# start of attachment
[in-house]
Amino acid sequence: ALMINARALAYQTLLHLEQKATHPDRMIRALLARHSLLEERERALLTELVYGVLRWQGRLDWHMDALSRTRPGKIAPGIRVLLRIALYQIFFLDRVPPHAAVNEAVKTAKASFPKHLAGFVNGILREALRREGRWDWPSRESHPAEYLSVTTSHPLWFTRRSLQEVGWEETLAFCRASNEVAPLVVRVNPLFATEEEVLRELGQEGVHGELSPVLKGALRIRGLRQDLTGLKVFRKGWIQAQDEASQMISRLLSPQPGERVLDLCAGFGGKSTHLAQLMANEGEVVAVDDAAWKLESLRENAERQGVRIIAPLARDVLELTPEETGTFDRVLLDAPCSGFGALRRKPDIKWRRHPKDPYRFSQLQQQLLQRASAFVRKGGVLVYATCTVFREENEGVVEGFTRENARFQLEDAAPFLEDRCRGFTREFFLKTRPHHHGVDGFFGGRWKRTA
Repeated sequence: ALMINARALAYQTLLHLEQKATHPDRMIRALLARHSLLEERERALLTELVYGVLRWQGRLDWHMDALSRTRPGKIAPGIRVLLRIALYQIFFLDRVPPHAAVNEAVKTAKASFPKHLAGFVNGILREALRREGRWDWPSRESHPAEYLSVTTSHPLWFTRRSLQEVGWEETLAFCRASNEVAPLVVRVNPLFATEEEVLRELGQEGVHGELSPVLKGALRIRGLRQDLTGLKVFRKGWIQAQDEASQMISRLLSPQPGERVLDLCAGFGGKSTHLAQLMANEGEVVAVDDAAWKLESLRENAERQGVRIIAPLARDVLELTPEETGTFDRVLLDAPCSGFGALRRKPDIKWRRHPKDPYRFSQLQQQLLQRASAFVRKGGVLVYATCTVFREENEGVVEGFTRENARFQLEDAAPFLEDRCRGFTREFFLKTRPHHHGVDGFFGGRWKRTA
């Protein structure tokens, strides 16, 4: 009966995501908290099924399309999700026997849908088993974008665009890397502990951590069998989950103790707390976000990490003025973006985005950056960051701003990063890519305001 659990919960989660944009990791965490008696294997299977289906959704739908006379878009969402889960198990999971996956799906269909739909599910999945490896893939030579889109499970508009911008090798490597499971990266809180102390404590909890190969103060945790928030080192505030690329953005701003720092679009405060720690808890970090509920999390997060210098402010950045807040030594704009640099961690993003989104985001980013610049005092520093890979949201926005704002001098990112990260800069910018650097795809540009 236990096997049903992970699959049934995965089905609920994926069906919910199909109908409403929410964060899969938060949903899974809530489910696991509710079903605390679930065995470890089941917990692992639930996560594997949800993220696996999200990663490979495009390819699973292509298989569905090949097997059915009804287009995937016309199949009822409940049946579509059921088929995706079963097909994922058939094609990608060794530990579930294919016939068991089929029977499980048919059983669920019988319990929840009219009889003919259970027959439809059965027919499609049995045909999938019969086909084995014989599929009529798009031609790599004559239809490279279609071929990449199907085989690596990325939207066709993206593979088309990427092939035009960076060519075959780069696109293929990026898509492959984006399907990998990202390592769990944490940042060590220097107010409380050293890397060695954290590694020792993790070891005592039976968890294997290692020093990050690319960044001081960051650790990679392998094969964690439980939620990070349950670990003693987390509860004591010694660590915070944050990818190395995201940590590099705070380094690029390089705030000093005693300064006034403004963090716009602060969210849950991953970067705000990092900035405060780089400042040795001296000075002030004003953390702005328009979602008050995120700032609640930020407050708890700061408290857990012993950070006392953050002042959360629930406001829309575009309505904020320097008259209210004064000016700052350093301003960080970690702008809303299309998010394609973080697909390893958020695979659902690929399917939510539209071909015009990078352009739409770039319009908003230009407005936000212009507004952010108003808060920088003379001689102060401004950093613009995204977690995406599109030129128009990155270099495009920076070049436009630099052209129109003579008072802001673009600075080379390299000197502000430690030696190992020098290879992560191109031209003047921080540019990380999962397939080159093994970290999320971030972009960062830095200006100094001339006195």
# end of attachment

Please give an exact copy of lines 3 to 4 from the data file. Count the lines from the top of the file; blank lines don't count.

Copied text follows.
Repeated sequence: ALMINARALAYQTLLHLEQKATHPDRMIRALLARHSLLEERERALLTELVYGVLRWQGRLDWHMDALSRTRPGKIAPGIRVLLRIALYQIFFLDRVPPHAAVNEAVKTAKASFPKHLAGFVNGILREALRREGRWDWPSRESHPAEYLSVTTSHPLWFTRRSLQEVGWEETLAFCRASNEVAPLVVRVNPLFATEEEVLRELGQEGVHGELSPVLKGALRIRGLRQDLTGLKVFRKGWIQAQDEASQMISRLLSPQPGERVLDLCAGFGGKSTHLAQLMANEGEVVAVDDAAWKLESLRENAERQGVRIIAPLARDVLELTPEETGTFDRVLLDAPCSGFGALRRKPDIKWRRHPKDPYRFSQLQQQLLQRASAFVRKGGVLVYATCTVFREENEGVVEGFTRENARFQLEDAAPFLEDRCRGFTREFFLKTRPHHHGVDGFFGGRWKRTA
């Protein structure tokens, strides 16, 4: 009966995501908290099924399309999700026997849908088993974008665009890397502990951590069998989950103790707390976000990490003025973006985005950056960051701003990063890519305001 659990919960989660944009990791965490008696294997299977289906959704739908006379878009969402889960198990999971996956799906269909739909599910999945490896893939030579889109499970508009911008090798490597499971990266809180102390404590909890190969103060945790928030080192505030690329953005701003720092679009405060720690808890970090509920999390997060210098402010950045807040030594704009640099961690993003989104985001980013610049005092520093890979949201926005704002001098990112990260800069910018650097795809540009 236990096997049903992970699959049934995965089905609920994926069906919910199909109908409403929410964060899969938060949903899974809530489910696991509710079903605390679930065995470890089941917990692992639930996560594997949800993220696996999200990663490979495009390819699973292509298989569905090949097997059915009804287009995937016309199949009822409940049946579509059921088929995706079963097909994922058939094609990608060794530990579930294919016939068991089929029977499980048919059983669920019988319990929840009219009889003919259970027959439809059965027919499609049995045909999938019969086909084995014989599929009529798009031609790599004559239809490279279609071929990449199907085989690596990325939207066709993206593979088309990427092939035009960076060519075959780069696109293929990026898509492959984006399907990998990202390592769990944490940042060590220097107010409380050293890397060695954290590694020792993790070891005592039976968890294997290692020093990050690319960044001081960051650790990679392998094969964690439980939620990070349950670990003693987390509860004591010694660590915070944050990818190395995201940590590099705070380094690029390089705030000093005693300064006034403004963090716009602060969210849950991953970067705000990092900035405060780089400042040795001296000075002030004003953390702005328009979602008050995120700032609640930020407050708890700061408290857990012993950070006392953050002042959360629930406001829309575009309505904020320097008259209210004064000016700052350093301003960080970690702008809303299309998010394609973080697909390893958020695979659902690929399917939510539209071909015009990078352009739409770039319009908003230009407005936000212009507004952010108003808060920088003379001689102060401004950093613009995204977690995406599109030129128009990155270099495009920076070049436009630099052209129109003579008072802001673009600075080379390299000197502000430690030696190992020098290879992560191109031209003047921080540019990380999962397939080159093994970290999320971030972009960062830095200006100094001339006195």